Director: Srijit Mukherji
Cast: Prosenjit Chatterjee, Anirban Bhattacharya
There’s a scene 30 minutes into Srijit Mukherji’s Gumnaami that puts Netaji in perspective. The India-Australia Cricket World Cup Finals of 2003 is on, a match India famously lost. One of the viewers in a newspaper office canteen, as though consoling himself, says that regardless of the result, Sourav Ganguly will be remembered as a great agent of change in Indian cricket. His colleague, Chandrachur (Anirban Bhattacharya), cuts him, saying something like ‘History only remembers the victor’. Chandra is a journalist, a hardened cynic, and his views on Netaji Subhash Chandra Bose turn out to be even more acerbic. When his editor gives him an assignment to work on a story on Netaji (in the wake of the setting up of the Mukherjee Commission), he says that he doesn’t get the fuss behind the life-long Bengali obsession of speculating on Bose’s death. ‘Thankfully, Tagore and Ray’s deaths were well-documented,’ he says.
It’s a scene that not only shows where Bose stands in the hallowed galleries of the popular Bengali consciousness, but also makes light of it. It’s irreverent and insightful, and does it with a certain economy. More importantly, it establishes a real, palpable link between the past and the present.
Things that can’t be said about the rest of the film, which is such an information overload of theories and conspiracy theories that you start feeling bad about not being an expert on Netaji. It revolves around the Justice Mukherjee Commission — not the first of its kind — which was formed in 1999 and submitted its findings in 2005. In the commission, the three theories on Netaji’s death were discussed and debated: one that he died in a plane crash in Japan in 1945; the second one that argued that he staged the crash and went to Russia, where he died; and three, he lived the life of an ascetic in a hideout in Uttar Pradesh, the one that the film throws all its weight behind.
The film should’ve tried to capture the essence of Netaji, and make a case for his relevance today. In the way, say, Lage Raho Munnabhai or Rang De Basanti did in terms of connecting Gandhi and Bhagat Singh with present-day characters with invention in screenwriting and cinematic flair. Gumnaami should have dug deeper.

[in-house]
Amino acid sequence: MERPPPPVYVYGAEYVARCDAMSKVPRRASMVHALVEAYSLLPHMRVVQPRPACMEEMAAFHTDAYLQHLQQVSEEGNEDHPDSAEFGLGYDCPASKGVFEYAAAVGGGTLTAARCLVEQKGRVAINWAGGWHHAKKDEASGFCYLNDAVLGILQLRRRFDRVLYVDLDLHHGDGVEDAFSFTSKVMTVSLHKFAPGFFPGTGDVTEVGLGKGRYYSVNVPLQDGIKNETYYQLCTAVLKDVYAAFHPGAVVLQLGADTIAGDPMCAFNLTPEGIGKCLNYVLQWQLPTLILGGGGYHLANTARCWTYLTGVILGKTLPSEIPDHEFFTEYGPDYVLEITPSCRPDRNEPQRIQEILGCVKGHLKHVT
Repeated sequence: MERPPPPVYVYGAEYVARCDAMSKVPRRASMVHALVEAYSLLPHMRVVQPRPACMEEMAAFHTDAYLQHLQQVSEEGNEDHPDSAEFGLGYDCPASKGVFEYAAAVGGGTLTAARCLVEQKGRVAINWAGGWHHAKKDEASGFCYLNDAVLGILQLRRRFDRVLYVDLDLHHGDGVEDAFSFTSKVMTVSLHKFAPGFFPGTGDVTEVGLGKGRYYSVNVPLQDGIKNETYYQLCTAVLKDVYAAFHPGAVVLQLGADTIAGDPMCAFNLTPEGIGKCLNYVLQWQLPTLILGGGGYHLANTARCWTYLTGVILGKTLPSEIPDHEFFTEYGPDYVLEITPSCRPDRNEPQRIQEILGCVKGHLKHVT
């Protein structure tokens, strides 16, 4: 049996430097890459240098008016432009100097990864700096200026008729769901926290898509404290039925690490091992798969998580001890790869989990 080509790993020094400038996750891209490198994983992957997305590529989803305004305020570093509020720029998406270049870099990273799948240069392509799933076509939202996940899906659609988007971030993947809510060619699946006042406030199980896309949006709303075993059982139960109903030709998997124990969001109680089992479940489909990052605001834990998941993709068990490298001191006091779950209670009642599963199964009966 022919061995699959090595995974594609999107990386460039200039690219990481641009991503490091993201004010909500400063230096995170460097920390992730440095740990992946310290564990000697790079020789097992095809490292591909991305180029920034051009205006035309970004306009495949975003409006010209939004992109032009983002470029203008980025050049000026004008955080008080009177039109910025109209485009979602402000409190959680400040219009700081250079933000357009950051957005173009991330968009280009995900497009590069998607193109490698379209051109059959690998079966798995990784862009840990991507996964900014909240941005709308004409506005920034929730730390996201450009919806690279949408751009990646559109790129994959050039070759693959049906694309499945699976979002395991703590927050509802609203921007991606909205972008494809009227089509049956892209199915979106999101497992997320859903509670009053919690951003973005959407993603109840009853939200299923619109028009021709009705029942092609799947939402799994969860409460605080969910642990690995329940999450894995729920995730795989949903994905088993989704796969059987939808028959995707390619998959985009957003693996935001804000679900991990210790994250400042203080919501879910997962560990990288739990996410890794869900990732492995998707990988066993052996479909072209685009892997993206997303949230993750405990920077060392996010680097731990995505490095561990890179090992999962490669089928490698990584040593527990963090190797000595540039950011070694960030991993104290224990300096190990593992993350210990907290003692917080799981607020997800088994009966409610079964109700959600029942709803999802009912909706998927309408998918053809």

It’s a job that squarely lies on the shoulders of Chandra, the non-believer who would be converted to the point that he will start wearing round-rimmed glasses like Netaji. It’s a spiritual transformation, but of which we only see the transformation and no spirit. The film should’ve tried to capture the essence of Netaji, and make a case for his relevance today. In the way, say, Lage Raho Munnabhai or Rang De Basanti did in terms of connecting Gandhi and Bhagat Singh with present-day characters with invention in screenwriting and cinematic flair. Gumnaami should have dug deeper. There is a sense of injustice about how Bose, along with other Bengali freedom fighters, have been overlooked by history. But how does it play in today’s socio-political context? Does it relate to issues that concern the Bengali today? (The bit about Hindi not being the national language comes off as tokenism and forced) Wasn’t Subhash Chandra Bose one of the original rebels — the proto anti-national? But the questions Mukherji’s film asks don’t go beyond ‘Did Bose die an ascetic’? ‘Did he die in the same place as Lord Ram’? It just ends up being an empty exercise in parochial pride.
The film wants to be an investigative thriller, giving credence to one theory over the other, which is fine. Part of the fun then should’ve been in seeing life being infused into these conspiracy theories, which are full of pulpy possibilities. It’s a tricky thing to pull off. How do you live up to the images that have formed in the mind’s eye? Mukherji needed something more imaginative for these portions. Instead what we get are just period reconstructions that chug along perfunctorily, devoid of any intrigue. Bose in Siberia, on his way to the Stalin’s camp. Bose, dressed as a monk, in the mountains of Nepal making his way into India. The treatment of the early portions — fashioned like black and white footage from the archives of the Raj — feel novel at first but it wears out soon. Although Prosenjit Chatterjee is aptly cast as Netaji. For the most part, he is able to give him the aura of a near-mythical figure without making a caricature of it.